Scotland's dismal Six Nations ended with a 51-3 defeat by Wales

When you say that people could be forgiven for thinking that he's insulting their intelligence by banging on about his World Cup-winning target, he's unapologetic. He refuses to revise it downwards. Despite the evidence of a horrendous Six Nations he holds fast to the goal of winning the Webb Ellis in England next year.

"We'll soon have a new coach in Vern Cotter, one of the most sought-after coaches in Europe," he said. "We've a summer tour, autumn internationals, a Six Nations championship and then pre-World Cup games that are meaningful. We have four of those games instead of the normal two.

"We're going to France, Ireland and Italy as well as playing Italy at home.

"We believe we're going to develop a team that is going to be competitive. We have a whole raft of reasons why you should be positive about what we're trying to do. If you look at the centre partnership of Matt Scott and Alex Dunbar, if you look at a back three of Stuart Hogg, Sean Maitland and Tim Visser, if you look at a pack that can compete with any other pack in the world on its day, there are reasons we should be cheerful."

There isn't a scintilla of evidence that suggests Scotland can win the World Cup. The very notion is so far off-beam that Hollywood at its CGI best wouldn't be able to get their head around it as a concept.

Not so, says Dodson.

"When we were in Nelspruit last summer we played South Africa and we had them in huge trouble until Jim Hamilton got yellow-carded," he explains. "We were in control of that game in their backyard. And they're in our World Cup group. They're one of the top three countries in the world.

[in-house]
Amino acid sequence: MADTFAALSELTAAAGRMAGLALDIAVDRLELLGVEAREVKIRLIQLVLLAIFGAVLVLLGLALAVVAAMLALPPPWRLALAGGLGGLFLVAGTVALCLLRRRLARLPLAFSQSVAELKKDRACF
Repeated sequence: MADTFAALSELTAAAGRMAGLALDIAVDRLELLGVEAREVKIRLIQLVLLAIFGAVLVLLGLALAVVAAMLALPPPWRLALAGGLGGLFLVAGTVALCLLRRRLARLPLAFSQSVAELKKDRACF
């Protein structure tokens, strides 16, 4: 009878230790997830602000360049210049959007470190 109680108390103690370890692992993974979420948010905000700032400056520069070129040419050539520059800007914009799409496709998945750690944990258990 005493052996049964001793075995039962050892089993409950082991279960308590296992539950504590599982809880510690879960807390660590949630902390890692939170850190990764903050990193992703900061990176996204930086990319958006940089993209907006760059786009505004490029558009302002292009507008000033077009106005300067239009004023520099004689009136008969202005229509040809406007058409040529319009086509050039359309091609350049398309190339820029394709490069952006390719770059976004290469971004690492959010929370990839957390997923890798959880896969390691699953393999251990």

"We had France in deep, deep trouble at Murrayfield not that long ago. We think we can compete with anyone on our day."

Those two games had one thing in common, of course. Scotland lost the pair of them. And more recent than Nelspruit in the summer was Murrayfield in the autumn when South Africa routed Scotland 28-0.

None of this permeates the force-field of optimism around the chief executive.

"You don't want the chief exec of the governing body becoming discouraged," he said. "And I'm anything but discouraged. We knew there would be ups and downs on this journey. This [the recent Six Nations] is one of the downs. You have to realise that when this team starts to win you'll find that most of the feelings of disquiet will go away.

"We will deliver what we said we would deliver."

He hears but doesn't agree with the criticism of Johnson, the stand-in head coach who is now directing Scotland's rugby future despite having taken the national team backwards this season.

Johnson may even be on Cotter's coaching ticket as attack coach, regardless of that 9.4 points average in the Six Nations.

"That's something that Vern and Scott will talk about," adds Dodson. "It's something for them to decide. They're going on the summer tour together as a transition period and when they come back off that tour they will decide themselves what they want in terms of the back-office team."

The message is unrelentingly upbeat. It has to be, he says. What's the alternative? To climb down into the desperation pit with the rest of us? It's not somewhere he's prepared to go.